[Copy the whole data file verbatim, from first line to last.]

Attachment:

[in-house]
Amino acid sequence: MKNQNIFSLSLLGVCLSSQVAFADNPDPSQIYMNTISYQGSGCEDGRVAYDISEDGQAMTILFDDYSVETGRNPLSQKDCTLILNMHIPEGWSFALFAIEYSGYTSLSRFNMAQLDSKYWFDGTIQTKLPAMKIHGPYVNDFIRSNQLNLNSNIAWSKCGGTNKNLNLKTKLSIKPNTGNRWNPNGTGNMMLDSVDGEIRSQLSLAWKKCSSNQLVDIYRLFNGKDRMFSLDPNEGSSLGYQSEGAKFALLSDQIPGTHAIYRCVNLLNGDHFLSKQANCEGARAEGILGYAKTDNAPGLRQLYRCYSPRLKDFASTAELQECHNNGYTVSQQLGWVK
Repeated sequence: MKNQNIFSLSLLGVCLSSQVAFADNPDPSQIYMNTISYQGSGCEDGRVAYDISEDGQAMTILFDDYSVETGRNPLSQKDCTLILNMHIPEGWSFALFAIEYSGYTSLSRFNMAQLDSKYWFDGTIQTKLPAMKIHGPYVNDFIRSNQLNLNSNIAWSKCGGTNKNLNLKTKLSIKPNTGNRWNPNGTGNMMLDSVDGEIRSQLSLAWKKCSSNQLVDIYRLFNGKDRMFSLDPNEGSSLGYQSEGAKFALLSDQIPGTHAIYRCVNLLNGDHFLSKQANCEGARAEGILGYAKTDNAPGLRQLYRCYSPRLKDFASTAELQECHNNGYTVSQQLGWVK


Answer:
[in-house]
Amino acid sequence: MKNQNIFSLSLLGVCLSSQVAFADNPDPSQIYMNTISYQGSGCEDGRVAYDISEDGQAMTILFDDYSVETGRNPLSQKDCTLILNMHIPEGWSFALFAIEYSGYTSLSRFNMAQLDSKYWFDGTIQTKLPAMKIHGPYVNDFIRSNQLNLNSNIAWSKCGGTNKNLNLKTKLSIKPNTGNRWNPNGTGNMMLDSVDGEIRSQLSLAWKKCSSNQLVDIYRLFNGKDRMFSLDPNEGSSLGYQSEGAKFALLSDQIPGTHAIYRCVNLLNGDHFLSKQANCEGARAEGILGYAKTDNAPGLRQLYRCYSPRLKDFASTAELQECHNNGYTVSQQLGWVK
Repeated sequence: MKNQNIFSLSLLGVCLSSQVAFADNPDPSQIYMNTISYQGSGCEDGRVAYDISEDGQAMTILFDDYSVETGRNPLSQKDCTLILNMHIPEGWSFALFAIEYSGYTSLSRFNMAQLDSKYWFDGTIQTKLPAMKIHGPYVNDFIRSNQLNLNSNIAWSKCGGTNKNLNLKTKLSIKPNTGNRWNPNGTGNMMLDSVDGEIRSQLSLAWKKCSSNQLVDIYRLFNGKDRMFSLDPNEGSSLGYQSEGAKFALLSDQIPGTHAIYRCVNLLNGDHFLSKQANCEGARAEGILGYAKTDNAPGLRQLYRCYSPRLKDFASTAELQECHNNGYTVSQQLGWVK